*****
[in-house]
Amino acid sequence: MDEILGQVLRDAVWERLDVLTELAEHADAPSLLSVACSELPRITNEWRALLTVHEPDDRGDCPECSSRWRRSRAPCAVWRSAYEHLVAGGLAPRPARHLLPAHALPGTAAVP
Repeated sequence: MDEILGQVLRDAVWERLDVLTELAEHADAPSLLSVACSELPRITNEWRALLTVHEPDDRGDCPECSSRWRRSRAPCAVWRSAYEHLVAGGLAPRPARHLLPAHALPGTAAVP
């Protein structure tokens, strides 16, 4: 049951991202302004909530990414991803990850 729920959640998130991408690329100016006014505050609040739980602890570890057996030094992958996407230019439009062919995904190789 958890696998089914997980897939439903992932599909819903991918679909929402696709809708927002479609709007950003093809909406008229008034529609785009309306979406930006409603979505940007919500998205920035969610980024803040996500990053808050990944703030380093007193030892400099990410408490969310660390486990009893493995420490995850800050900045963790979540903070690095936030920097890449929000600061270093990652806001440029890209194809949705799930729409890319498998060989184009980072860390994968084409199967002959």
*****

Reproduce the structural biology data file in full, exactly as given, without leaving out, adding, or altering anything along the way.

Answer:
[in-house]
Amino acid sequence: MDEILGQVLRDAVWERLDVLTELAEHADAPSLLSVACSELPRITNEWRALLTVHEPDDRGDCPECSSRWRRSRAPCAVWRSAYEHLVAGGLAPRPARHLLPAHALPGTAAVP
Repeated sequence: MDEILGQVLRDAVWERLDVLTELAEHADAPSLLSVACSELPRITNEWRALLTVHEPDDRGDCPECSSRWRRSRAPCAVWRSAYEHLVAGGLAPRPARHLLPAHALPGTAAVP
């Protein structure tokens, strides 16, 4: 049951991202302004909530990414991803990850 729920959640998130991408690329100016006014505050609040739980602890570890057996030094992958996407230019439009062919995904190789 958890696998089914997980897939439903992932599909819903991918679909929402696709809708927002479609709007950003093809909406008229008034529609785009309306979406930006409603979505940007919500998205920035969610980024803040996500990053808050990944703030380093007193030892400099990410408490969310660390486990009893493995420490995850800050900045963790979540903070690095936030920097890449929000600061270093990652806001440029890209194809949705799930729409890319498998060989184009980072860390994968084409199967002959």